It’s a rare day when someone doesn’t need a band-aid in the garden. After all, we have real live plants! With sharp edges! Today we are cleaning up the cornfield to prep it for next springs planting, which means uprooting the remaining stalk-stumps and gathering up the leftover leaves. Which are sharp. But the kids take it in stride, mostly. If it’s a hard work day like today, a leaf-cut can buy you some down time.
And today we are working hard. By the end of class, we adults are grinning because there are actual beads of sweat visible on several faces, which means that although it is November, the asian pear salad on today’s menu won’t seem too cold for the season. The kids have cleared the field of corn detritus as well as leftover pumpkin vines and weeds, hauled several loads of compost over and dug it in, and sowed a peace sign* of heirloom favas surrounded by red clover to act as “green manure,” adding nutrients into the soil for next year’s corn to use.
Wild Child, of course, is ahead of the game, having second-guessed the upcoming compost curriculum by spontaneously tunneling into the compost heap and discovering the hand-burning hot spot in the center of it. “Um, that’s called an exothermic reaction,” I mutter, knowing that he could care less. His hand is black and hot, and he wants to show the rest of the class this amazing discovery. Soon, there are many, many hot black hands waving to the remaining kids to “Come and check THIS out!”
And then it is time to curb the enthusiasm as we have to do some serious hand-washing before we sit down to eat. At the sink, choruses of “Happy Birthday” and the ABC song overlap as the black hands become presentable again, a joyful round of handwashing tunes, music to this nurse’s ears.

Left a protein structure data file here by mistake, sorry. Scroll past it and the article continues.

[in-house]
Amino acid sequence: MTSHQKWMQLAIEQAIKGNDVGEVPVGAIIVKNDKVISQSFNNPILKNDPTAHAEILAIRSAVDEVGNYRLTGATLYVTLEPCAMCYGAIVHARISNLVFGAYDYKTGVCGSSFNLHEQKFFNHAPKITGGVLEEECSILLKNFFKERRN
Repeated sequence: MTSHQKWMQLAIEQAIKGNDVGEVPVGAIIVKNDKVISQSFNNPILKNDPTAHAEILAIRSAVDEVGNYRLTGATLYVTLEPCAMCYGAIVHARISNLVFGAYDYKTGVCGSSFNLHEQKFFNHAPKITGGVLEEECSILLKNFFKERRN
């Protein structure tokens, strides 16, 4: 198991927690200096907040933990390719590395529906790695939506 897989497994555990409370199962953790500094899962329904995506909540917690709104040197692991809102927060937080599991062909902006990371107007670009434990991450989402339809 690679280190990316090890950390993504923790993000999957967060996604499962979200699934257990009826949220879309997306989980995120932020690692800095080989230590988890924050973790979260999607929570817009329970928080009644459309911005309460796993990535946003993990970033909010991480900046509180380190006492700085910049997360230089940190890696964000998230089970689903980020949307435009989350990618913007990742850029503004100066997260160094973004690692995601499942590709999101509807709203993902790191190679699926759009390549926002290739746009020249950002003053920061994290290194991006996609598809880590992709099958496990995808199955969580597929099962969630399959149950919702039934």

Asian Pear-Mint Salad
Have about five kids each chop up an asian pear. Try to keep this task happening even when one of the kids finds a live worm in her pear. Marvel at the variety of sizes of chunks that result.
Whichever kid finishes her pear first can squeeze the juice from one and a half lemons into the bowl of pear chunks.
Gather a large bunch of fresh mint, wash it, and let the kids remove the leaves, chop them up, and throw the mint in with the pears.
Add a dollop of honey, stir, and you are ready to go, so the kids can go help with the compost digging. The salad will stay fresh until the cornfield is all prepped and hands are again clean.
*We adults had to have a mini-conference to try and remember whether the peace sign has a line all the way down the middle. We were dangerously close to sowing a fava-bean Mercedes logo.